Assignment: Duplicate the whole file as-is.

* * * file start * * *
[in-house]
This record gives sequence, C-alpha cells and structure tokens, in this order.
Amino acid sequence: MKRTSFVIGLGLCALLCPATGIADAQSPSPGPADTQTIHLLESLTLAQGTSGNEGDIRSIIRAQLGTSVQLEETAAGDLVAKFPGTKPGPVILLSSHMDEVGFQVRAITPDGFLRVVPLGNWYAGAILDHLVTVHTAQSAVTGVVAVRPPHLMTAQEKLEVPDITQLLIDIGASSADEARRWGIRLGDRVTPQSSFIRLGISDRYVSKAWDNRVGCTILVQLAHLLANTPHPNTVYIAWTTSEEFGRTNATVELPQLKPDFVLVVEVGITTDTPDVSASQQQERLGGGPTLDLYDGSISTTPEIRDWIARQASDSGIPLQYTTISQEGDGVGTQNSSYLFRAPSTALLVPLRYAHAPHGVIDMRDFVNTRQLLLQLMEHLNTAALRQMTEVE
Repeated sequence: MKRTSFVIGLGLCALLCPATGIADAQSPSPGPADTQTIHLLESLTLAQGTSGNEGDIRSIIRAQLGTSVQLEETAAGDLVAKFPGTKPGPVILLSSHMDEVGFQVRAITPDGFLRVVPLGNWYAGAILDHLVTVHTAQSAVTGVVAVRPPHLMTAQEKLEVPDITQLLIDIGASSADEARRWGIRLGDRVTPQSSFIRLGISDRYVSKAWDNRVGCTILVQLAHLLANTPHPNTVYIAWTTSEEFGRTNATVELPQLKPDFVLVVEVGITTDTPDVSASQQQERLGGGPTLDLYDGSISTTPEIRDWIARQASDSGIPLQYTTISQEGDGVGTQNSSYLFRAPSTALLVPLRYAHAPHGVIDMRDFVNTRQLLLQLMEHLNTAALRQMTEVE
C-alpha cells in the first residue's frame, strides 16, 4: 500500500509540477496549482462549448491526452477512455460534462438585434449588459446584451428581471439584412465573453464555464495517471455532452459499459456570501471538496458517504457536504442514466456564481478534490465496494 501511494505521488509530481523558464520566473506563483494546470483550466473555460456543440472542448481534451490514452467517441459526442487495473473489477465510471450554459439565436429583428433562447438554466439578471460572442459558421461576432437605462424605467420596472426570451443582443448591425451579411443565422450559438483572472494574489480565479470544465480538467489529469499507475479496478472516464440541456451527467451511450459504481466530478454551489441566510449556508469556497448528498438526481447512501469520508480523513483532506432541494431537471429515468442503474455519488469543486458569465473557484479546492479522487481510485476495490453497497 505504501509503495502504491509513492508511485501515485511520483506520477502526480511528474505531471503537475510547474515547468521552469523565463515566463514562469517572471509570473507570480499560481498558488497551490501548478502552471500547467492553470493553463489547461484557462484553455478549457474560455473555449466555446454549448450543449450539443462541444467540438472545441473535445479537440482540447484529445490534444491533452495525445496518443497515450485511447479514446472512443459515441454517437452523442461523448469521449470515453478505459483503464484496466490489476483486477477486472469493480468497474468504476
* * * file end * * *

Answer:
[in-house]
This record gives sequence, C-alpha cells and structure tokens, in this order.
Amino acid sequence: MKRTSFVIGLGLCALLCPATGIADAQSPSPGPADTQTIHLLESLTLAQGTSGNEGDIRSIIRAQLGTSVQLEETAAGDLVAKFPGTKPGPVILLSSHMDEVGFQVRAITPDGFLRVVPLGNWYAGAILDHLVTVHTAQSAVTGVVAVRPPHLMTAQEKLEVPDITQLLIDIGASSADEARRWGIRLGDRVTPQSSFIRLGISDRYVSKAWDNRVGCTILVQLAHLLANTPHPNTVYIAWTTSEEFGRTNATVELPQLKPDFVLVVEVGITTDTPDVSASQQQERLGGGPTLDLYDGSISTTPEIRDWIARQASDSGIPLQYTTISQEGDGVGTQNSSYLFRAPSTALLVPLRYAHAPHGVIDMRDFVNTRQLLLQLMEHLNTAALRQMTEVE
Repeated sequence: MKRTSFVIGLGLCALLCPATGIADAQSPSPGPADTQTIHLLESLTLAQGTSGNEGDIRSIIRAQLGTSVQLEETAAGDLVAKFPGTKPGPVILLSSHMDEVGFQVRAITPDGFLRVVPLGNWYAGAILDHLVTVHTAQSAVTGVVAVRPPHLMTAQEKLEVPDITQLLIDIGASSADEARRWGIRLGDRVTPQSSFIRLGISDRYVSKAWDNRVGCTILVQLAHLLANTPHPNTVYIAWTTSEEFGRTNATVELPQLKPDFVLVVEVGITTDTPDVSASQQQERLGGGPTLDLYDGSISTTPEIRDWIARQASDSGIPLQYTTISQEGDGVGTQNSSYLFRAPSTALLVPLRYAHAPHGVIDMRDFVNTRQLLLQLMEHLNTAALRQMTEVE
C-alpha cells in the first residue's frame, strides 16, 4: 500500500509540477496549482462549448491526452477512455460534462438585434449588459446584451428581471439584412465573453464555464495517471455532452459499459456570501471538496458517504457536504442514466456564481478534490465496494 501511494505521488509530481523558464520566473506563483494546470483550466473555460456543440472542448481534451490514452467517441459526442487495473473489477465510471450554459439565436429583428433562447438554466439578471460572442459558421461576432437605462424605467420596472426570451443582443448591425451579411443565422450559438483572472494574489480565479470544465480538467489529469499507475479496478472516464440541456451527467451511450459504481466530478454551489441566510449556508469556497448528498438526481447512501469520508480523513483532506432541494431537471429515468442503474455519488469543486458569465473557484479546492479522487481510485476495490453497497 505504501509503495502504491509513492508511485501515485511520483506520477502526480511528474505531471503537475510547474515547468521552469523565463515566463514562469517572471509570473507570480499560481498558488497551490501548478502552471500547467492553470493553463489547461484557462484553455478549457474560455473555449466555446454549448450543449450539443462541444467540438472545441473535445479537440482540447484529445490534444491533452495525445496518443497515450485511447479514446472512443459515441454517437452523442461523448469521449470515453478505459483503464484496466490489476483486477477486472469493480468497474468504476